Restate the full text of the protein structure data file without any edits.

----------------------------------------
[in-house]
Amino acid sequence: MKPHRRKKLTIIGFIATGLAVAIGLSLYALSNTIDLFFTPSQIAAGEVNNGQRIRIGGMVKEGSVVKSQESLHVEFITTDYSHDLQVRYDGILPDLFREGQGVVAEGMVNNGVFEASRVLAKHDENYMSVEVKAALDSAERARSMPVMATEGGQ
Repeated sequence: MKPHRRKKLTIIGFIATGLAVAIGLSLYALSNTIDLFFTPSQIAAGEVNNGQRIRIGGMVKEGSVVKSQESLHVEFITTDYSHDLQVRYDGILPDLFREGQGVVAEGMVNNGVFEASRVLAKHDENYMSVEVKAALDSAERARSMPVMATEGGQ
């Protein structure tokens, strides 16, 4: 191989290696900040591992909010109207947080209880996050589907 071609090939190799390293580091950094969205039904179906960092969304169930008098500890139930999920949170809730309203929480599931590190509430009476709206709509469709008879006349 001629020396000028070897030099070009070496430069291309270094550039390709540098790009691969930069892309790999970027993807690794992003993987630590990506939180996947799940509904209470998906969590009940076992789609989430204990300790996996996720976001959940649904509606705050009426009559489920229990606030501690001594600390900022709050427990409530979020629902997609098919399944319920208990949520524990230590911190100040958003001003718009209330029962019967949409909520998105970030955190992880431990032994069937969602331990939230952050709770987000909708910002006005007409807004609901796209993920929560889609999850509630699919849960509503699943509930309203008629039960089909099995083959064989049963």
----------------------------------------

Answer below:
[in-house]
Amino acid sequence: MKPHRRKKLTIIGFIATGLAVAIGLSLYALSNTIDLFFTPSQIAAGEVNNGQRIRIGGMVKEGSVVKSQESLHVEFITTDYSHDLQVRYDGILPDLFREGQGVVAEGMVNNGVFEASRVLAKHDENYMSVEVKAALDSAERARSMPVMATEGGQ
Repeated sequence: MKPHRRKKLTIIGFIATGLAVAIGLSLYALSNTIDLFFTPSQIAAGEVNNGQRIRIGGMVKEGSVVKSQESLHVEFITTDYSHDLQVRYDGILPDLFREGQGVVAEGMVNNGVFEASRVLAKHDENYMSVEVKAALDSAERARSMPVMATEGGQ
């Protein structure tokens, strides 16, 4: 191989290696900040591992909010109207947080209880996050589907 071609090939190799390293580091950094969205039904179906960092969304169930008098500890139930999920949170809730309203929480599931590190509430009476709206709509469709008879006349 001629020396000028070897030099070009070496430069291309270094550039390709540098790009691969930069892309790999970027993807690794992003993987630590990506939180996947799940509904209470998906969590009940076992789609989430204990300790996996996720976001959940649904509606705050009426009559489920229990606030501690001594600390900022709050427990409530979020629902997609098919399944319920208990949520524990230590911190100040958003001003718009209330029962019967949409909520998105970030955190992880431990032994069937969602331990939230952050709770987000909708910002006005007409807004609901796209993920929560889609999850509630699919849960509503699943509930309203008629039960089909099995083959064989049963």